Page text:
Asset Allocation Guide: Dealing with conflicting goals

Today we conclude our series on how best to make asset allocation decisions. It's an easy decision when the analysis of your ability, willingness and need to take risk leads to the same conclusion. For example, one can have a high ability and willingness to take risk but little need. In that case, the answer is simple: Because the marginal utility of additional wealth is likely low, the need to take risk should dominate the decision.

However, conflicts often get in the way, making the choices more difficult. Consider the following situation:

Philip is an extremely nervous investor. His willingness to take risk would probably produce an equity allocation approaching zero. He knows, however, that a very low equity allocation is apt to produce very little, if any, growth in the real value of his portfolio. This directly conflicts with his personal objective to retire within 10 to 15 years.

To attain this objective, Philip knows he must take more risk, so he chooses an equity allocation of at least 80 percent. The lower the equity allocation, the longer he would have to continue working. His willingness to take risk proved to be in direct conflict with his personal goals. For Philip, there was no correct answer to this conundrum. He would have to choose which of his objectives would have greater priority -- the need to sleep well or the desire for early retirement.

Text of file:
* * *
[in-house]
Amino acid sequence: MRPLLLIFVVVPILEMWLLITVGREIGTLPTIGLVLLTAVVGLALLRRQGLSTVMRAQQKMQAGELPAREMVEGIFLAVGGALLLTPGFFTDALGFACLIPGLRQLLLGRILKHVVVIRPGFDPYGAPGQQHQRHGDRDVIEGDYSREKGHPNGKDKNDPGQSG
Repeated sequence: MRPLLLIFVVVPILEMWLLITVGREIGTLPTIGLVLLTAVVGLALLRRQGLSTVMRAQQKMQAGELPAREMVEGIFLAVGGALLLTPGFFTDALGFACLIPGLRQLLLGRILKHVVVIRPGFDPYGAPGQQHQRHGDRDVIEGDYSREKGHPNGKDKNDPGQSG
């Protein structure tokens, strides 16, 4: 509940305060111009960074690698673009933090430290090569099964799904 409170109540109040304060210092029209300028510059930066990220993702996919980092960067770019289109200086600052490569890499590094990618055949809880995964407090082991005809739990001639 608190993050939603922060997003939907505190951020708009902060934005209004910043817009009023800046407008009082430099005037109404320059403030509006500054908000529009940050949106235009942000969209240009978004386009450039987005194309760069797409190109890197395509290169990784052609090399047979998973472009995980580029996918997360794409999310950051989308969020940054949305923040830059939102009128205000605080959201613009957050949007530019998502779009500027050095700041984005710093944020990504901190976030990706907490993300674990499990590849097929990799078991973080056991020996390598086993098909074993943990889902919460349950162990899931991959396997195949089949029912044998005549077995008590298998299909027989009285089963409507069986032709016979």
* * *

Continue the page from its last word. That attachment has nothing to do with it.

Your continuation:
Ultimately, Philip decided his early retirement objective should take priority. He realized this decision was apt to produce those sleepless nights and that his ability and willingness to stay the course might be sorely tested.

Choosing the higher equity allocation (taking more risk) was the right choice for Philip, but it might not be the right choice for you. In general, I recommend choosing the lowest equity allocation derived from the three tests (ability, willingness and need) and then altering your goals. For example, if you find you have a higher need to take risk than your ability or willingness suggests, your plan should use the lower equity allocation recommended by the ability and willingness to take risks.

Otherwise, if the risks show up -- in the form of bear markets or negative events such as divorce or job loss -- the plan will fail and you may not be able to successfully adapt to the change in circumstances. The alternative is to lower your goal, save more now and/or plan on working longer.

Keep in mind that the more options one has, the more risk one can take. Having said that, before taking a higher level of risk, make sure you are truly willing to exercise those options. For instance, while it may be possible to move to an area that has a  lower cost of living, if your spouse doesn't want to leave the grandchildren, it won't happen.

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    Larry Swedroe is director of research for The BAM Alliance. He has authored or co-authored 13 books, including his most recent, Think, Act, and Invest Like Warren Buffett. His opinions and comments expressed on this site are his own and may not accurately reflect those of the firm.

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